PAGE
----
Big Tech was in the spotlight this week as the CEOs of Google, Apple, Facebook, and Amazon were grilled by lawmakers on the House subcommittee on antitrust for over five hours.
The goal of the hearing was oversight—for Congress to use its investigatory powers to examine whether the question of whether these companies have violated the country’s existing antitrust laws. But, as things have a way of doing in Congress, the hearing became a proxy for all kinds of problems and concerns that policymakers have with Big Tech.
Representative Jim Jordan (R-Ohio) led with the issue of anti-conservative bias, firing off a litany of examples where Big Tech has de-platformed or suppressed conservative viewpoints—most recently, appointing themselves the arbiters of scientific debate by banning a video of doctors discussing the potential effectiveness of hydroxychloroquine as a treatment and preventative for COVID-19.
Systemic bias is hard to prove, but important when one considers how dominant these platforms are. Republican defenders of tech are always quick to point out that these are private companies and are not bound by the First Amendment. In theory, they are free to suppress whatever views they want. But that sidesteps the vital issue of scale and its downstream effects on free and independent thought.
Facebook and Google (which includes YouTube), and to a lesser extent, Twitter, operate as a functional public square. They are the channels through which news is made and consumed for billions of people around the world. Google, in particular, filters information for 92 percent of the globe. When Google takes a step, like it recently did, to suppress the appearance of conservative websites in search results, the ramifications are enormous.
Google independently defines terms in the English language, modifies the search results around terms like “abortion” and “immigration,” tweaks algorithms on behalf of big businesses over smaller ones, and self-preferences its own products in search terms over those of competitors (even when a competitor’s result might be more relevant to the search at hand). Earlier this year, Facebook removed content promoting anti-lockdown protests in cities all across America. The company was within its rights, but walking right up to the line of a private entity acting as an arm of the government.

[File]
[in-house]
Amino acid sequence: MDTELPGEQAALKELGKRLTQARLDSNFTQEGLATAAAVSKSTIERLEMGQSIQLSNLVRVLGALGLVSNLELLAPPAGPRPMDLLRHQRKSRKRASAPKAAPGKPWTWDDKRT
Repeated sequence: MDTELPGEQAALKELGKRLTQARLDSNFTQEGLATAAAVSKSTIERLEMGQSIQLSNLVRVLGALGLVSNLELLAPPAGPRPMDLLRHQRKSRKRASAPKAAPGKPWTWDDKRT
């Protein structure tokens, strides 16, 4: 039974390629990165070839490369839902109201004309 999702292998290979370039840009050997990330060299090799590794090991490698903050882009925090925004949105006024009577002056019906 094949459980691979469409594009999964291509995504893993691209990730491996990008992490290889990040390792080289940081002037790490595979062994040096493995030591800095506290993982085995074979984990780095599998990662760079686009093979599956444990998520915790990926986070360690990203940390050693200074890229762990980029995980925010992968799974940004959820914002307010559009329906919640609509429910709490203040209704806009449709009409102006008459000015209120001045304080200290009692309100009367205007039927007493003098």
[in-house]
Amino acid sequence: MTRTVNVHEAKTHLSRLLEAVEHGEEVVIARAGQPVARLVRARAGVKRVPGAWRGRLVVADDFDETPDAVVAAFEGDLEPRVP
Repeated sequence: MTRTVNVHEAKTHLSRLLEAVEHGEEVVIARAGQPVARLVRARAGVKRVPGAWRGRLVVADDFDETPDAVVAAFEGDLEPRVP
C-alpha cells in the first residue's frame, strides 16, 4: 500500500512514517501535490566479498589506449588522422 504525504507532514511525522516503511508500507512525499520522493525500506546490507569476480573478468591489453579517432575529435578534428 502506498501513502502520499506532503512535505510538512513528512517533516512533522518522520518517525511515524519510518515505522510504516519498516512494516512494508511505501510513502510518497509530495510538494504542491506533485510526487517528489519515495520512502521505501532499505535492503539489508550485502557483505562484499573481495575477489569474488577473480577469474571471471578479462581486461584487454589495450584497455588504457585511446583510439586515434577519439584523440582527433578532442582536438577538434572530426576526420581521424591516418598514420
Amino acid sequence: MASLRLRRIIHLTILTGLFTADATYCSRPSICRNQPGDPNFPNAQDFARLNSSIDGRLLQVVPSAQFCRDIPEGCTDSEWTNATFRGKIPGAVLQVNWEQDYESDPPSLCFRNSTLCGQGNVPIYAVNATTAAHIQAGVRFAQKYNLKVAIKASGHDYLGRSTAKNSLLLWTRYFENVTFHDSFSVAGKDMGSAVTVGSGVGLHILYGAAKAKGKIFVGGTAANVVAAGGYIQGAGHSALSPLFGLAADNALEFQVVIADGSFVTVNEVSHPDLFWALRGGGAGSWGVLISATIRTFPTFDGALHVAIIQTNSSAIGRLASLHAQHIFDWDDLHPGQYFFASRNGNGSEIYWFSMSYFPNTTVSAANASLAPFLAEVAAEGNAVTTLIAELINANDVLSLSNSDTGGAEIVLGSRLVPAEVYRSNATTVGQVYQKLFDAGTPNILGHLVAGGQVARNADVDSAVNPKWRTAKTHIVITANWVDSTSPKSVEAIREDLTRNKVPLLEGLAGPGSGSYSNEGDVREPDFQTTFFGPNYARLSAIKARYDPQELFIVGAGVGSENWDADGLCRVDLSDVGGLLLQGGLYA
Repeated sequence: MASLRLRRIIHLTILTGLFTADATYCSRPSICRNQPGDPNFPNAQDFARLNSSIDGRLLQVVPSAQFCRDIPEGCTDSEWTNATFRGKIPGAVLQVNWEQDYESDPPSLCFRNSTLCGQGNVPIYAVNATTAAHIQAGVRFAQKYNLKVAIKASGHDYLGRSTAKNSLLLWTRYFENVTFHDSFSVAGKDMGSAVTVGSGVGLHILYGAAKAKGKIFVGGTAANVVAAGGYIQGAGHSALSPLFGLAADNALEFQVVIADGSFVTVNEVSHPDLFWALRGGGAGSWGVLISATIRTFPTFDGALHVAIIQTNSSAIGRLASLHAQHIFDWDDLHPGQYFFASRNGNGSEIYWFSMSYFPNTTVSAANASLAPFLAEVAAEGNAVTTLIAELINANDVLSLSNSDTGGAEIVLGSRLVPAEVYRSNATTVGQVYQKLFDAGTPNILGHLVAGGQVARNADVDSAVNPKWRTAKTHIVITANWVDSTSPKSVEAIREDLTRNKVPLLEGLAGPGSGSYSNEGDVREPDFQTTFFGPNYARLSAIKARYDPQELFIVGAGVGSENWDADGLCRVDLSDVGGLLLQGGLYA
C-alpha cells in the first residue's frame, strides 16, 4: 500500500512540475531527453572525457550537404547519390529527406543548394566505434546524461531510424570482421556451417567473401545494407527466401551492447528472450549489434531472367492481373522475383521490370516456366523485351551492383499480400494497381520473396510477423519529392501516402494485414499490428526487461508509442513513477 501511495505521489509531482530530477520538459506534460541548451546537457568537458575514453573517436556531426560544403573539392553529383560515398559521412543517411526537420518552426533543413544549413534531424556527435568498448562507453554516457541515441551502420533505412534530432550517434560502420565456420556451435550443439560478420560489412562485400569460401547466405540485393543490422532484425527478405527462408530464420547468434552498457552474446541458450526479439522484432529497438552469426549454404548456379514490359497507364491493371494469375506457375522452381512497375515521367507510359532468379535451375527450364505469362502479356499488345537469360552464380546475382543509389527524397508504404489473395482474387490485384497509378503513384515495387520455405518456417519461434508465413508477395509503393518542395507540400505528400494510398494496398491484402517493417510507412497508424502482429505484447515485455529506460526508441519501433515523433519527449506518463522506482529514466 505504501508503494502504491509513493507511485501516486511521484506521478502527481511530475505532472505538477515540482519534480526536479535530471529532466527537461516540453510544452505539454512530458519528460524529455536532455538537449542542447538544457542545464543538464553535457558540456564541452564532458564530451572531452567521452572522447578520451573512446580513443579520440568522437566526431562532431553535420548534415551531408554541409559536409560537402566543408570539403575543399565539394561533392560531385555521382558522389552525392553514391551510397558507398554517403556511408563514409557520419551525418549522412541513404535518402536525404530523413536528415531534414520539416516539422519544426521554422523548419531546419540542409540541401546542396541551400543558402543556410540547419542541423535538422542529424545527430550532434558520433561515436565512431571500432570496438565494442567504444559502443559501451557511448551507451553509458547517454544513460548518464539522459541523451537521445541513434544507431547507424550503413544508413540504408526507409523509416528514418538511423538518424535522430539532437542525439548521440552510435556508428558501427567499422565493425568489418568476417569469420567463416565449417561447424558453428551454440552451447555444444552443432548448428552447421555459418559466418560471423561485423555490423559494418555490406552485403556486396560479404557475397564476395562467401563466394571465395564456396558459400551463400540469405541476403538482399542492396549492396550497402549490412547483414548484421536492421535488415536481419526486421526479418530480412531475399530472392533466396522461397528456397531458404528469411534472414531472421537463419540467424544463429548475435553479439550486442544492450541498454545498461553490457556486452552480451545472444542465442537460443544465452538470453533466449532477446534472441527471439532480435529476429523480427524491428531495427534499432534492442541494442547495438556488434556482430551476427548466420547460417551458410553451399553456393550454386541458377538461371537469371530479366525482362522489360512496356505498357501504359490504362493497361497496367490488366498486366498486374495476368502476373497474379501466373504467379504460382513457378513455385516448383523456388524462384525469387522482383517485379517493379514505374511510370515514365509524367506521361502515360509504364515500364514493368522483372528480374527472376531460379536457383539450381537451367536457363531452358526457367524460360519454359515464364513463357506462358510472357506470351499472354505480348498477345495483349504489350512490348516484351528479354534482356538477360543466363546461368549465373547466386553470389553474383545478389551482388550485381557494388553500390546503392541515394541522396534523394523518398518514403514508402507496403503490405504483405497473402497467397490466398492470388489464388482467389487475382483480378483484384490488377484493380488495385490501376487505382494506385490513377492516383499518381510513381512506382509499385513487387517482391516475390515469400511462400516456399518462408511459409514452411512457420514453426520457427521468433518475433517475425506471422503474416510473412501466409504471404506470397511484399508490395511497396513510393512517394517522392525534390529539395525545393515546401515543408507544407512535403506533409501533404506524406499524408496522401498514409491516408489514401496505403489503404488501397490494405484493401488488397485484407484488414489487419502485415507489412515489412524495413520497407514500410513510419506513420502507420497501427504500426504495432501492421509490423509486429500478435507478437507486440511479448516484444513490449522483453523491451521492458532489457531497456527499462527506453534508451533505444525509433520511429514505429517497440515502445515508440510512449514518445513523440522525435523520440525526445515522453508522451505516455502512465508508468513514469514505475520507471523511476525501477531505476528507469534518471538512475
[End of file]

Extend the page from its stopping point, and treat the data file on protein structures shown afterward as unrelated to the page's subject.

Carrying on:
If there was a robust marketplace in Big Tech, and Google and Facebook didn’t have near-total dominance over presenting information to the world, this would hardly matter.
But the sheer scale of Google’s power means it can, simply by tweaking an algorithm, remove entire points of view, businesses, and other information from 92 percent of the planet—and keep those billions of people from knowing that alternative information exists. The ramifications for independent thought—not to mention commerce, behavior, and elections—are immense.
It’s More Than Just Bias
But, critically, committee Republicans also showed their depth on other key issues with Big Tech—namely, how entangled these firms are with China, and the lengths to which they are willing to go to ensure they’re never removed from the top of the market pyramid.
Rep. Ken Buck (R-Colo.) unleashed an assault on Google’s Sundar Pichai for his company’s willingness to work with the Chinese military while it cites “ethical concerns” over partnering with the American military. He repeatedly brought up Big Tech’s role in helping China suppress its minority Muslim population, the use of slave labor in manufacturing plants, and alluded to Apple’s removal of apps helping the protestors in Hong Kong.
In a particularly striking moment, Rep. Greg Steube (R-Fla.) asked each of the CEOs if China steals technology and intellectual property from American firms. Every CEO except for Facebook’s Mark Zuckerberg denied it happens—despite the well-documented evidence that it does.
Committee Democrats also pressed on allegations that Amazon uses third-party seller data to undercut its competitors, that it swipes ideas from its smaller competitors with impunity, and that it does little to counter the counterfeit products running on its site that do serious damage to established brands—even when those brands choose not to do business with Amazon.